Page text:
Accents are constantly changing.
People with a common history – often due to significant geographic or social barriers – often share genetics and language. New research finds that even a dialect can act as a barrier within a group.
There’s a lot to the pronunciation of the word ‘no’ in an Australian accent.
Many people fear the disappearance of the unique way some communities speak. But accent loss is a complicated notion and embracing both language variation and change can be an important social goal.
Fear of strangers extends beyond racism and discrimination against people who look like they might come from another place – it includes people who sound different, too.
Examining current attitudes to accents in Britain, do the same biases hold true as they did 50 years ago and what does that mean when it comes to the interview process?
The Aussie accent has been lambasted as “lazy”, but this view doesn’t come from the facts.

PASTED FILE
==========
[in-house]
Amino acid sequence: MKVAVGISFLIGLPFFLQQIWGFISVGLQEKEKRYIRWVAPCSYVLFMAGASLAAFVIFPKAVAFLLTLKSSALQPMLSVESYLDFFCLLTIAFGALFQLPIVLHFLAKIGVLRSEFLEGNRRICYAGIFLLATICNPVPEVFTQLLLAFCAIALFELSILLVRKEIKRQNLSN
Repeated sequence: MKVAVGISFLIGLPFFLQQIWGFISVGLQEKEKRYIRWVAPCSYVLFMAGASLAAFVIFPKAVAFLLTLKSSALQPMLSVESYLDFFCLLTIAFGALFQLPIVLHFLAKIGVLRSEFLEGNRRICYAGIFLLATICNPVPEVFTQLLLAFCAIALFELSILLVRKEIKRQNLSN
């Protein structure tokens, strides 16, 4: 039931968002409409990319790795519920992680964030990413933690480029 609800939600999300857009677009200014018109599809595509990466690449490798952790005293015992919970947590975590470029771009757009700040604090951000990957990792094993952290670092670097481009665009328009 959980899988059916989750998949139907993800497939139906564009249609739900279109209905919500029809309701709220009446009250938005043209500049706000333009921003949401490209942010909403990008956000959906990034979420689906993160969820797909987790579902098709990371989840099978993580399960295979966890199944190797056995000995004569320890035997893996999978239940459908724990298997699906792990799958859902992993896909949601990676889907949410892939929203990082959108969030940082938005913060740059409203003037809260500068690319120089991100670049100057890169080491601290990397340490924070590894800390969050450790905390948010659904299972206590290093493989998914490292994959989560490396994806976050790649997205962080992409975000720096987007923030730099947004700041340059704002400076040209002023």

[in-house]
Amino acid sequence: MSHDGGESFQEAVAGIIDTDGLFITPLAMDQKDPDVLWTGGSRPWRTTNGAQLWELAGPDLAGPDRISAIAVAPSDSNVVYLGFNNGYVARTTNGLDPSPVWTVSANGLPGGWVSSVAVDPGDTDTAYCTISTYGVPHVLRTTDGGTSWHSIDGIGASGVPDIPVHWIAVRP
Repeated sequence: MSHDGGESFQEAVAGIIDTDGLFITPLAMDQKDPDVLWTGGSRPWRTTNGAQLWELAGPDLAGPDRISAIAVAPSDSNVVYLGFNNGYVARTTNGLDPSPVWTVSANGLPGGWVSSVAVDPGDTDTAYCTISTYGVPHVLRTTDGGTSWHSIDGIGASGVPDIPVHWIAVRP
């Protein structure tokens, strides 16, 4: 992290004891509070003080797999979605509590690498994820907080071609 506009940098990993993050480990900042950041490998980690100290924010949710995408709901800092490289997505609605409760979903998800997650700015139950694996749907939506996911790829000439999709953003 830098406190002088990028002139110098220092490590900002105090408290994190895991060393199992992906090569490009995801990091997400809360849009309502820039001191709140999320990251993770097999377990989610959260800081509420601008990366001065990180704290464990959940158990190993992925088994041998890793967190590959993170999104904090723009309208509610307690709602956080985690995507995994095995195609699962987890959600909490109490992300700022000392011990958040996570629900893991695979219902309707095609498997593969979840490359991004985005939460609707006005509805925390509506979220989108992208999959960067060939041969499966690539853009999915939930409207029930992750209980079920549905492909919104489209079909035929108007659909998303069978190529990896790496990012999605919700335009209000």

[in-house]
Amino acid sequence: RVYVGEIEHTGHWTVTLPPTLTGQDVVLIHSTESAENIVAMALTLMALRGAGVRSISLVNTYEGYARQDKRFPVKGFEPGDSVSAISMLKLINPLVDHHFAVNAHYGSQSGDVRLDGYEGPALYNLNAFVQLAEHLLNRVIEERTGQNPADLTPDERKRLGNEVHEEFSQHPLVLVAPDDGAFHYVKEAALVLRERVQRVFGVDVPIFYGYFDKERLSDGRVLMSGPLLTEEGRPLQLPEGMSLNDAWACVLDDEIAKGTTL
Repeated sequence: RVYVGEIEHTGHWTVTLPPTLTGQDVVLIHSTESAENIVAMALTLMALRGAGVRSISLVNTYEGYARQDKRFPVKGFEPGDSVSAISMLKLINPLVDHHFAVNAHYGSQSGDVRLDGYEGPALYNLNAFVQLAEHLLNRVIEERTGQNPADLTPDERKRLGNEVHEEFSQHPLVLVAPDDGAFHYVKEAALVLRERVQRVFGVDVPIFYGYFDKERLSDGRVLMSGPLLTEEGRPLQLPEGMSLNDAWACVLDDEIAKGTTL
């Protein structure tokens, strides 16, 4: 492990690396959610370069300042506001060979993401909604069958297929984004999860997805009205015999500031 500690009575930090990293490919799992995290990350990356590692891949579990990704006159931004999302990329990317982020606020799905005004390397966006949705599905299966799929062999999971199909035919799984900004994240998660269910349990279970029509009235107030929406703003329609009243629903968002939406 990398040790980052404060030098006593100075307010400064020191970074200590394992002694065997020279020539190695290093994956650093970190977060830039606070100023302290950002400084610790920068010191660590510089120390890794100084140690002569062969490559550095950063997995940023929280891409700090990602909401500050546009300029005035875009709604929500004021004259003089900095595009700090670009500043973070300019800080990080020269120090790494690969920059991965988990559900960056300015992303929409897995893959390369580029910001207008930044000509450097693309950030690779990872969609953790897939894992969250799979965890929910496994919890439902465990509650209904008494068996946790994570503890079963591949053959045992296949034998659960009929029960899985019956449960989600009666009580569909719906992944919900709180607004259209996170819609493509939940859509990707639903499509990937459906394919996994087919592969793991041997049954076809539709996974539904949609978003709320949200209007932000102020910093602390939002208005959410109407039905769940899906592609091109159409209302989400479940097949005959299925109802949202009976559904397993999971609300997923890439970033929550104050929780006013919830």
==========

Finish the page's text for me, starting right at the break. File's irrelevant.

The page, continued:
Northern dialects are actually close to original English – despite what southerners might say.
Reports of the death of accents have been greatly exaggerated.
Viewers are taking to Twitter to display their prejudice about Islanders’ accents.
When it comes to radio drama, accents can be as important as the script itself.
Trainee teachers with northern accents are under pressure to speak ‘the Queen’s English’ in the classroom.
The world is becoming increasingly connected, but local accents still define who we are.
One way to help opera lose its elitist image is to write new ones in regional accents. But can classically trained singers adapt their style?
Friendly regionals or smart standards – everyone has their own opinion.